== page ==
• net.exe (and also net1.exe)
  • telnet.exe
  • ftp.exe

but also

  • cmd.exe
  • debug.exe
  • makecab.exe
  • diantz.exe
  • netsh.exe
  • netstat.exe
  • route.exe
  • hostname.exe
  • sc.exe
  • arp.exe
  • shutdown.exe
  • findstr.exe
  • at.exe
  • attrib.exe
  • cacls.exe
  • xcacls.exe
  • ping.exe
  • tracert.exe
  • runas.exe

and OS commands

  • echo
  • type
  • dir
  • md/mkdir
  • systeminfo

and many other command line tools and commands.

So, if you analyze memory dump from a Windows system, it’s good to search for presence of a file name associated with built-in windows utilities and look at the context i.e. surrounding memory region to see what can be possibly the reason of it being there (cmd.exe /c being the most common I guess).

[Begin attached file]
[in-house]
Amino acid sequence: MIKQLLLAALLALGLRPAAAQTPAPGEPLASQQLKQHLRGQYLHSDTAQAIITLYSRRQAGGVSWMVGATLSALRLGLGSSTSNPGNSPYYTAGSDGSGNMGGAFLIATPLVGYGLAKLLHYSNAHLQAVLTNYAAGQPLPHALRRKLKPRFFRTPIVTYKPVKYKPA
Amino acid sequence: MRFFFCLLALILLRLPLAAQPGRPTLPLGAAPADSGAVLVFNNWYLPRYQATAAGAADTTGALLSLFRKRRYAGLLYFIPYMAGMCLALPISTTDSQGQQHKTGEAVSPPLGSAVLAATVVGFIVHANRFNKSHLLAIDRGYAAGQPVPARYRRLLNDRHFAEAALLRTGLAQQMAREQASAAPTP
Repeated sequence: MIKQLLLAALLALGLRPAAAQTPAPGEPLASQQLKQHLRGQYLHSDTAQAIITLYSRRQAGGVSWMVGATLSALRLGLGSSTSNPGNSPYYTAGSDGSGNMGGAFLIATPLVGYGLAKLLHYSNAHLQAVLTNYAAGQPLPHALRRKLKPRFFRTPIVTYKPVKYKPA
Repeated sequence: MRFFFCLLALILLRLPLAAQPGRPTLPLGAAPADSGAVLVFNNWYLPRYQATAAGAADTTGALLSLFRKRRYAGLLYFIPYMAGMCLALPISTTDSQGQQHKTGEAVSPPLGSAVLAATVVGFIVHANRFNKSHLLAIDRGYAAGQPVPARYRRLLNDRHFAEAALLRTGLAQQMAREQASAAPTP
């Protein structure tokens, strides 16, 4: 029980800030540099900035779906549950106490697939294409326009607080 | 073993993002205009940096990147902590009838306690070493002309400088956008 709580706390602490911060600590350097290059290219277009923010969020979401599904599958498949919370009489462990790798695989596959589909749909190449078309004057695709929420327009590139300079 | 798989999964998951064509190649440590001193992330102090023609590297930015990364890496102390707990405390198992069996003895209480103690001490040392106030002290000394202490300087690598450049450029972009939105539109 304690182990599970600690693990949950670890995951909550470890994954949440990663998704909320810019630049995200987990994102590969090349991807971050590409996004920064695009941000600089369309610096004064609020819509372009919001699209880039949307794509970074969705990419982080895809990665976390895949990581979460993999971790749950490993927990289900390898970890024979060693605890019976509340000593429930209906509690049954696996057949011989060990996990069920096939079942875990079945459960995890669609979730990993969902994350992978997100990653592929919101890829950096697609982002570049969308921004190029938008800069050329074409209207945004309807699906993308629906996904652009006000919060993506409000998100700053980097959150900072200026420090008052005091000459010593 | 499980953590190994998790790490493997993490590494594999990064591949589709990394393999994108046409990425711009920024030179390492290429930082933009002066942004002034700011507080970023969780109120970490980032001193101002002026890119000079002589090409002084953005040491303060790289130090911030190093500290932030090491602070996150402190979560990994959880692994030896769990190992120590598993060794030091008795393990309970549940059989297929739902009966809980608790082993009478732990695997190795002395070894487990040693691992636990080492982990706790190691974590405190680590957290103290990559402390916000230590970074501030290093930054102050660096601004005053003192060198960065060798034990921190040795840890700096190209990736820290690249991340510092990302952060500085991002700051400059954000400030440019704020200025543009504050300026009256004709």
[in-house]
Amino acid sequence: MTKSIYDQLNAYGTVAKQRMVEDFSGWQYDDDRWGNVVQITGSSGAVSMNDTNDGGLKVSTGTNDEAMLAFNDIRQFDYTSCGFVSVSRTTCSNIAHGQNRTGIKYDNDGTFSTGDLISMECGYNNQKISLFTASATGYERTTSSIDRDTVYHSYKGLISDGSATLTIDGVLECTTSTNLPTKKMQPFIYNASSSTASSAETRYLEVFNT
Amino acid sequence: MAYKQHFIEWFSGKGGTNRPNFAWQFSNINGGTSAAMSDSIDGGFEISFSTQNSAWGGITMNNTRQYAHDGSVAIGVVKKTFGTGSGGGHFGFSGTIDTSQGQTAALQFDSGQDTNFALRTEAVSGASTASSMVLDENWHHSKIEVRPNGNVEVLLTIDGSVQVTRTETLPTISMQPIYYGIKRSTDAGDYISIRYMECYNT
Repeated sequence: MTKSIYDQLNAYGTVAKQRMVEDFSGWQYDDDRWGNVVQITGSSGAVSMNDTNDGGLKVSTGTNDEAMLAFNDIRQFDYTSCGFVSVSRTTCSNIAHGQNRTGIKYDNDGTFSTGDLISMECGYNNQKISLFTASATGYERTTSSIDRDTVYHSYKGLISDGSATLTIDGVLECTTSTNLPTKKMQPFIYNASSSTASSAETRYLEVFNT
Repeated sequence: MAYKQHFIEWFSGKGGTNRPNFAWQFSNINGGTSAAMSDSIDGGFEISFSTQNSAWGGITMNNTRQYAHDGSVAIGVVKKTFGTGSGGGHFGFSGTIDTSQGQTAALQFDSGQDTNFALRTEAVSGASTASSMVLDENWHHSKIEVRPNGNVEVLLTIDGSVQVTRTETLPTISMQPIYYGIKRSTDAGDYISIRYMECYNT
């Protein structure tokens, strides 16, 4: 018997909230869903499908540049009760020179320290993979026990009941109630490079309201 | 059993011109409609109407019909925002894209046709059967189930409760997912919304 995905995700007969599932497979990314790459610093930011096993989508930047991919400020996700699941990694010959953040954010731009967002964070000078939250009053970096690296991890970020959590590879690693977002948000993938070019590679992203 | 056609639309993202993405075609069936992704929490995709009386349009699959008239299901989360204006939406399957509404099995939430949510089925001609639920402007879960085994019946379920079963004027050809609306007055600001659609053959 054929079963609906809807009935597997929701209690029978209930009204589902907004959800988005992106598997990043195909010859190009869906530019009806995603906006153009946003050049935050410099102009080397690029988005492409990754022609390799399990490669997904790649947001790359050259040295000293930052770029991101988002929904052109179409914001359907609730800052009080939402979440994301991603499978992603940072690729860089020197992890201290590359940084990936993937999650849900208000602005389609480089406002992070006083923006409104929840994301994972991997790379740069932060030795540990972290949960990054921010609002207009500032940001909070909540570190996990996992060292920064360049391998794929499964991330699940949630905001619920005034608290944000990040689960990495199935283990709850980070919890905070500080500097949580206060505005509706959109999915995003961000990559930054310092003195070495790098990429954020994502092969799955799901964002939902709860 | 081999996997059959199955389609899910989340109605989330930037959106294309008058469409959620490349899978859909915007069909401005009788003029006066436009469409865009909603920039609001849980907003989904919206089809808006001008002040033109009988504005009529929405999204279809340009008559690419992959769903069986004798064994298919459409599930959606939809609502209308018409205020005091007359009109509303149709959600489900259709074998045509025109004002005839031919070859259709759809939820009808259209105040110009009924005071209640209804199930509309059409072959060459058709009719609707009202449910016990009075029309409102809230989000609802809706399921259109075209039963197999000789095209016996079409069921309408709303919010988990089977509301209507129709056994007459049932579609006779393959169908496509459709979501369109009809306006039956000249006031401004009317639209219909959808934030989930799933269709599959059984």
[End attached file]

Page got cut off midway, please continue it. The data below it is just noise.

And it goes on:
Back to the original reason of this post – since I wanted to provide some real/practical examples of HFAs that one can utilize to analyze hosts, let me start with a simple classification by functionality/purpose:

  • information gathering
    • net.exe
    • net1.exe
    • psexec.exe/psexesvc.exe
    • dsquery.exe
    • arp.exe
    • traces of shell being used (cmd.exe /c)
    • passwords.txt, password.txt, pass.txt, etc.
  • data collection
    • type of files storing collected data
      • possibly password protected archives
      • encrypted data (e..g credit cards/track data)
    • various 3rd party tools to archive data:
      • rar, 7z, pkzip, tar, arj, lha, kgb, xz, etc.
    • OS-based tools
      • compress.exe
      • makecab.exe
      • iexpress.exe